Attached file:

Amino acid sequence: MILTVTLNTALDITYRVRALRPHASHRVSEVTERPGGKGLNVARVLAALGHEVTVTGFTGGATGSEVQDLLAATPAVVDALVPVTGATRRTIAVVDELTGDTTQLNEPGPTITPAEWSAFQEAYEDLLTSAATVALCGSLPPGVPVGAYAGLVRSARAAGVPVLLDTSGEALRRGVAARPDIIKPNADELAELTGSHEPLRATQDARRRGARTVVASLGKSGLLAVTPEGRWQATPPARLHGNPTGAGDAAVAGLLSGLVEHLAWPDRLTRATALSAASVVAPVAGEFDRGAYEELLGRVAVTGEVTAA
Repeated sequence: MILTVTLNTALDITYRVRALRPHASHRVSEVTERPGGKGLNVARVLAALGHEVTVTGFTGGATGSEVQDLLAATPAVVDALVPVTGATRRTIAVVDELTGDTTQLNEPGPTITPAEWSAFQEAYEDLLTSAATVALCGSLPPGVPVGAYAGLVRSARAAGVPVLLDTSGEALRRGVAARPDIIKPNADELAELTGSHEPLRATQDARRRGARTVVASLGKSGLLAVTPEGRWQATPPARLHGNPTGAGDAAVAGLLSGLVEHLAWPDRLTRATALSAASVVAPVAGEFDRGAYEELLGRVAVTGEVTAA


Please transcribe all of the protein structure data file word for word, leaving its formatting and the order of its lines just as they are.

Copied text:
Amino acid sequence: MILTVTLNTALDITYRVRALRPHASHRVSEVTERPGGKGLNVARVLAALGHEVTVTGFTGGATGSEVQDLLAATPAVVDALVPVTGATRRTIAVVDELTGDTTQLNEPGPTITPAEWSAFQEAYEDLLTSAATVALCGSLPPGVPVGAYAGLVRSARAAGVPVLLDTSGEALRRGVAARPDIIKPNADELAELTGSHEPLRATQDARRRGARTVVASLGKSGLLAVTPEGRWQATPPARLHGNPTGAGDAAVAGLLSGLVEHLAWPDRLTRATALSAASVVAPVAGEFDRGAYEELLGRVAVTGEVTAA
Repeated sequence: MILTVTLNTALDITYRVRALRPHASHRVSEVTERPGGKGLNVARVLAALGHEVTVTGFTGGATGSEVQDLLAATPAVVDALVPVTGATRRTIAVVDELTGDTTQLNEPGPTITPAEWSAFQEAYEDLLTSAATVALCGSLPPGVPVGAYAGLVRSARAAGVPVLLDTSGEALRRGVAARPDIIKPNADELAELTGSHEPLRATQDARRRGARTVVASLGKSGLLAVTPEGRWQATPPARLHGNPTGAGDAAVAGLLSGLVEHLAWPDRLTRATALSAASVVAPVAGEFDRGAYEELLGRVAVTGEVTAA